We regret the early hour. Too early for lunch anyway. But it is the perfect time to catch a glimpse of local life. The interactions of regulars with their favourite vendors and the smiling, chatty vendors themselves. (Incidentally, we are yet to met a snooty Parisian. )

Next neighbourhood stop: OberKampf. For coffee and millefeuille at Jacques Genin. If you haven’t tasted Genin’s millefeuille, (apologies for demolishing half of it before I remembered my camera.) you need to get on that flight to Paris NOW.

And for his melt in the mouth caramels. Divine doesn’t begin to describe them. Be warned though. That coffee doesn’t come cheap. Take-out might be a good idea if you are conserving euros, but getting to use the swank toilet kind of evens it out for me.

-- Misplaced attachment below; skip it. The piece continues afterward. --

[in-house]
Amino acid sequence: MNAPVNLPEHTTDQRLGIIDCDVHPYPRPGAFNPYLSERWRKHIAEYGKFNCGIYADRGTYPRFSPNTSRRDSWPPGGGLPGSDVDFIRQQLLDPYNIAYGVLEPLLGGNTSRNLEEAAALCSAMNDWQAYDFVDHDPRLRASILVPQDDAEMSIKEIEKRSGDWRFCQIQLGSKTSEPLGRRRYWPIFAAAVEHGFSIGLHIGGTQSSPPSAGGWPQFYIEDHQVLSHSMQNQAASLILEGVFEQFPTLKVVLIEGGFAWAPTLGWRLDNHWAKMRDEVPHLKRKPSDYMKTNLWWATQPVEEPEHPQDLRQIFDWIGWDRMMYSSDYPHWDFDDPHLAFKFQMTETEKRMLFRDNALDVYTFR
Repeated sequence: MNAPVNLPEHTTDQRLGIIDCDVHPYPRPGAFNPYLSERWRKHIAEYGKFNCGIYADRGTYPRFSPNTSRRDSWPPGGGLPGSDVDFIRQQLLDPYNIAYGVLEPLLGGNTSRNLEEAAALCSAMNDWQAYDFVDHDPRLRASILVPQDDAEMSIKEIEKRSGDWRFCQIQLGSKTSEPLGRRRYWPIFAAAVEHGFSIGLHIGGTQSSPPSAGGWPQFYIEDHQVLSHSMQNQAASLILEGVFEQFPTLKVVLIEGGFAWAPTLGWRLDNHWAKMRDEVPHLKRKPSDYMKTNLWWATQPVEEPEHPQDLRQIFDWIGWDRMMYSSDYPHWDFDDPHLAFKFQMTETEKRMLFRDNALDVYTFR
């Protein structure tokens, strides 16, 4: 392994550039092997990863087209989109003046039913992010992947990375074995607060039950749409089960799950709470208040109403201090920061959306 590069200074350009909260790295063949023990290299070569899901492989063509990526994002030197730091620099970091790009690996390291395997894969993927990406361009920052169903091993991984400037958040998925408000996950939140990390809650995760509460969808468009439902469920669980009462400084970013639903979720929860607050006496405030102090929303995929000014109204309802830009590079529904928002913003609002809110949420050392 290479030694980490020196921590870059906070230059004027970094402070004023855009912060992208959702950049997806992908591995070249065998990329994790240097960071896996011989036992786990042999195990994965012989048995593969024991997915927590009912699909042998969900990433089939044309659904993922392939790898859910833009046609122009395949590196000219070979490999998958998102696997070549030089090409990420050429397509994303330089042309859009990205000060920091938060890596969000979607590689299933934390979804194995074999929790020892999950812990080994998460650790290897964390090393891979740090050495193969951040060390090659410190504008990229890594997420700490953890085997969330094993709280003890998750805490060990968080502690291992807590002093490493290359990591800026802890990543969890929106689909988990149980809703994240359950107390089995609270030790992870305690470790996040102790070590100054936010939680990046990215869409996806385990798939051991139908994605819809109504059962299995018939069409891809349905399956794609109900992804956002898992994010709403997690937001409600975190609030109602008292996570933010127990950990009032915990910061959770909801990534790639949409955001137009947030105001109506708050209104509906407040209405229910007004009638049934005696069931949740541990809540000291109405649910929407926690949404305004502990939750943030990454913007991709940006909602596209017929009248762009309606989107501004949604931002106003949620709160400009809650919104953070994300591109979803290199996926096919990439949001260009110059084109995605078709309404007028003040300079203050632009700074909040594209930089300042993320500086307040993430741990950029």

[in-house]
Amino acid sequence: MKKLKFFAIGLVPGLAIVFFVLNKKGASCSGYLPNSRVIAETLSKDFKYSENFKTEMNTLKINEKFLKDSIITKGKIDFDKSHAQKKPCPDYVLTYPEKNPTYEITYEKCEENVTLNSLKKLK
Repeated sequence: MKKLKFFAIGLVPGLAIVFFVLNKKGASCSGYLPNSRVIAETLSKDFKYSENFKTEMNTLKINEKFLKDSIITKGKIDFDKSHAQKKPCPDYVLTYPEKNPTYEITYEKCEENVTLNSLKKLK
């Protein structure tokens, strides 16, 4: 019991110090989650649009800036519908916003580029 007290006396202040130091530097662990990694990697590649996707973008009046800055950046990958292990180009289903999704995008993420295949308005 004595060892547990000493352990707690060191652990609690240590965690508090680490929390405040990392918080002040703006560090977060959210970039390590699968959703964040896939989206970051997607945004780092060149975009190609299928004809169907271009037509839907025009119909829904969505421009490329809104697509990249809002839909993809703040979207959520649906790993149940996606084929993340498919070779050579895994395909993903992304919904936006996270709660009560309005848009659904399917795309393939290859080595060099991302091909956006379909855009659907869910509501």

A short stroll down rue Charlot and we are on rue de Bretagne at the nondescript entrance to Marché couvert des Enfants Rouges, named after an orphanage whose little inmates once wore red uniforms. Reputed to be the oldest surviving market in Paris, this is a smaller, covered market open six days a week, with space for sit down meals.

Our Moroccan chicken and couscous is made more enjoyable by the lively local Sunday brunch crowd, but we can’t seem to get those poulet roti’s and potatoes out of our heads. This day should ideally have been planned in reverse. But we had been worried about missing out on people watching at the Bastille market if we went too late.